Looming Question Whether Antitrust Regulators Force Powerade Divestiture.
Coke CEO Won’t Promise US Supremacy Over Gatorade. Touts International Opportunity.
On Feb. 19, BD broke the news that Coca-Cola intends to acquire a controlling stake in fast- growing sports drink brand BodyArmor. If completed, Coke could end up with the second- and third-largest sports drink brands in the US, creating additional retail leverage against PepsiCo’s category leading Gatorade, which held a roughly 70 share at the end of 2020. What’s more, the brand sells at a premium to Gatorade and Powerade. BodyArmor also is primed for international expansion by way of Coke’s global bottling system. “We can confirm that The Coca-Cola Company has filed a pre-acquisition notification with the Federal Trade Commission (FTC) relating to its intent to acquire a controlling interest in BodyArmor,” Coke said in a statement to BD. Hours later, BodyArmor Co-Founder and Chairman Mike Repole issued a statement dampening the news. “Although Coca-Cola buying a controlling interest in BodyArmor is a distinct possibility, reports that Coca-Cola is purchasing a controlling interest in BodyArmor are premature,” Repole wrote. “While this is one scenario for BodyArmor, there are other potential options for the future of the business.” In an interview with CNBC the same day, Quincey said the filing was a technical requirement. “The opportunity to take a bigger stake comes later this year,” he said, adding that BodyArmor is a great complement for Coke and Powerade. “Which is of course why we’re starting to begin the process of looking at the puts and calls for the end of the year.” One might conclude by Repole’s and Quincey’s comments that negotiations are ongoing.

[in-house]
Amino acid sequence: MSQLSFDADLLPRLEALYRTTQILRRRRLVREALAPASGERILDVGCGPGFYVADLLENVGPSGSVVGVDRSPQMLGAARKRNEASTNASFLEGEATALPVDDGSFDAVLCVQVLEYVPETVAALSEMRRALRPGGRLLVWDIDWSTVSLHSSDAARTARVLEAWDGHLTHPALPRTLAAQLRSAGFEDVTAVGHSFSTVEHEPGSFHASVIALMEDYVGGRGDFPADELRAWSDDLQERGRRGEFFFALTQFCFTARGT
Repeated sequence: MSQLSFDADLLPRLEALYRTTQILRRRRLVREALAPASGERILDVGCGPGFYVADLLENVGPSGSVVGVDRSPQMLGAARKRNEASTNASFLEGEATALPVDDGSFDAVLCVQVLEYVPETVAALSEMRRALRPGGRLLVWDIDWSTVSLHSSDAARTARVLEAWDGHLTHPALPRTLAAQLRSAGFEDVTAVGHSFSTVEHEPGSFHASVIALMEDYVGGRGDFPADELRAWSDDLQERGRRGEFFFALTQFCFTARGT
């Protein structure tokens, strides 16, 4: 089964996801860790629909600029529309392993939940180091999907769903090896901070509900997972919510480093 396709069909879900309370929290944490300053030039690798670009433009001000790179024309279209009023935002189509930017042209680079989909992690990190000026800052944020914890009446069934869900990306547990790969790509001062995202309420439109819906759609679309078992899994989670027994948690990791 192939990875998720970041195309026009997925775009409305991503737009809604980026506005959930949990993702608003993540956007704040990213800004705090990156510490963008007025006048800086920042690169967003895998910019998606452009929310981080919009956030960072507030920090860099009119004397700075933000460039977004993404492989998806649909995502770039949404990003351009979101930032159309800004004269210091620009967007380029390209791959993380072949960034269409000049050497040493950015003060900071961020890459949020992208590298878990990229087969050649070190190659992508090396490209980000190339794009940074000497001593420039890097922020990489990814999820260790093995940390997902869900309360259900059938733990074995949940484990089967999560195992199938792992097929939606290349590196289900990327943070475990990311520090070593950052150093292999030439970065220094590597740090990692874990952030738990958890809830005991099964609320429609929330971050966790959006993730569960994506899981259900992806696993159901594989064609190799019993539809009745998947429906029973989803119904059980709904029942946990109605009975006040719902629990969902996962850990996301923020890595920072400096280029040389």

POWERADE DIVESTITURE? Timing and terms of the pending (or at least contemplated) transaction haven’t been disclosed. A significant additional unknown is whether the FTC will require Coke to divest Powerade as part of its antitrust investigation. A lot may depend on whether regulators focus on traditional sports drinks as a standalone category or view them as part of a larger hydration category that could include bottled water or other categories. In 2001, PepsiCo’s purchase of Gatorade was nearly blocked by the FTC. A nine-month antitrust investigation ended in PepsiCo’s favor with a deadlocked 2-2 commission vote, after the fifth member recused himself. Still, to appease regulators, PepsiCo divested its small sports drink brand, All Sport. “The FTC is a risk -- one that Coke may have already accepted,” Consumer Edge Analyst Brett Cooper wrote in a Feb. 19 note to investors after Coke’s FTC notification became public. “We have to assume that Coca-Cola has done its homework on the likelihood of an FTC block and further assume that an FTC objection would be met with a willingness to sell Powerade, effectively trading up from Powerade to BodyArmor.” Given the importance of Powerade in some global markets, however, Coke may work hard to retain ownership should the FTC press for a divestiture. Separately, a new court battle between PepsiCo and sports drink challenger Electrolit may be interesting timing for Coke’s pursuit of BodyArmor. In a lawsuit (see story in this issue), Electrolit accused PepsiCo of being a “marketplace bully,” highlighting antitrust concerns expressed 20 years ago by the two dissenting FTC commissioners in PepsiCo’s acquisition of Gatorade.